“If you get the opportunity, go for the scan. It could save your life.” – lung cancer survivor Susan urges others to take up the Targeted Lung Health Check invite

Date posted: 20th November 2023 “If you get the opportunity, go for the scan. It could save your life.” – lung cancer survivor Susan urges others to take up the Targeted Lung Health Check invite thumbnail image

When Susan Williams received a phone call from the NHS, inviting her to come for a Targeted Lung Health Check, she never thought that just weeks later she’d be diagnosed with lung cancer.

Now the 66-year-old from Blackpool is urging other eligible people to take up the offer, when the NHS invites them, this Lung Cancer Awareness Month.

Launched in 2019, the NHS Targeted Lung Health Check programme has brought mobile cancer catching technology into the heart of communities, making it easier for those most at risk of cancer to get checked out.

Invitations are sent to those who are registered with a GP in the areas where there is a mobile lung truck, are older than 55 but younger than 75 and have ever smoked. The programme will be rolled out nationally over the coming years with the aim of reaching 40% of the eligible population by March 2025 and 100% coverage by March 2030.

More than 32,000 residents in the North West have now come forward for their free lung check, and to date more than 850 people in the region have been diagnosed with lung cancer, at early stages, thanks to the programme.

Susan, who moved to Blackpool three years ago, received a phone call from the NHS inviting her to attend the lung health check. She said: “I went for the scan, and it was really convenient because it was in Blackpool, and took less than an hour.

“All the time I was thinking ‘they’re not going to find anything’, because I had no symptoms at all.”

However, Susan was soon told that the scan had detected an abnormality on her left lung, which was possibly cancer, and just a few weeks later she had surgery.

She said: “When I came to, in intensive care, the consultant came to see me to confirm it was cancer – stage one – and that they had successfully removed it. The treatment was absolutely fantastic, so quick and painless, it was like a whirlwind.”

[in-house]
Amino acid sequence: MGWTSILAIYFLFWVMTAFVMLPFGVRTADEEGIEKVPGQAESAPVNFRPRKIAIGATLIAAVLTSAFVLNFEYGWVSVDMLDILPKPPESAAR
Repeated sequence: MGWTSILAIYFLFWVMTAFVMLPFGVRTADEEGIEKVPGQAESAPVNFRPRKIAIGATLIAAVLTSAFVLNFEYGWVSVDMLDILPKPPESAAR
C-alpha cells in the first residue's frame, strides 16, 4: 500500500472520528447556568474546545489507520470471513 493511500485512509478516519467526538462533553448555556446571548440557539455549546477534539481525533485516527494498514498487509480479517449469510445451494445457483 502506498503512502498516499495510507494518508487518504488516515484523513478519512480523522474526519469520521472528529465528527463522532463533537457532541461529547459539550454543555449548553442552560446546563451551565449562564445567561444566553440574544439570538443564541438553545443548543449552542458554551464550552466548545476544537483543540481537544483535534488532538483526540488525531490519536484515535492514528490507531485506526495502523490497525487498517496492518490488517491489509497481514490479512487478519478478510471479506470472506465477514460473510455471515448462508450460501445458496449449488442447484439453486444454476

Having caught the cancer at its earliest stage, treating Susan was less invasive than if the cancer was caught at a later stage.

Susan said of the NHS targeted lung health check: “If you get the opportunity to go to the targeted lung health check, go for it. It’s an hour out of your day and could save your life.”

People who are diagnosed with lung cancer at the earliest stages are nearly 20 times more likely to survive for five years than those whose cancer is caught later.

Dr Michael Gregory, Regional Medical Director for NHS England – North West said: “It’s great to hear the Susan’s lung cancer was caught early, even though she had no symptoms, and the NHS Targeted Lung Health Check programme is proving such a success in our region.

“It is incredibly important that we continue to work harder to make sure that all of our communities have access to the cancer care that they need, and do all we can to diagnose cancers at their earliest stages, when they are easier to treat.

“To date, more than a quarter of a million invitations have been sent people in the North West, so if you’ve had an invitation to book an appointment at your local lung truck, please don’t ignore it, it could save your life.”

Thanks to awareness campaigns and early diagnosis drives, the NHS has been seeing and treating record numbers of people for cancer, with over 2.8 million getting checked for cancer in 2022, and over 320,000 people received treatment for cancer in the same year – up on 2.35 million checks and 8,000 treatments in the same period before the pandemic.

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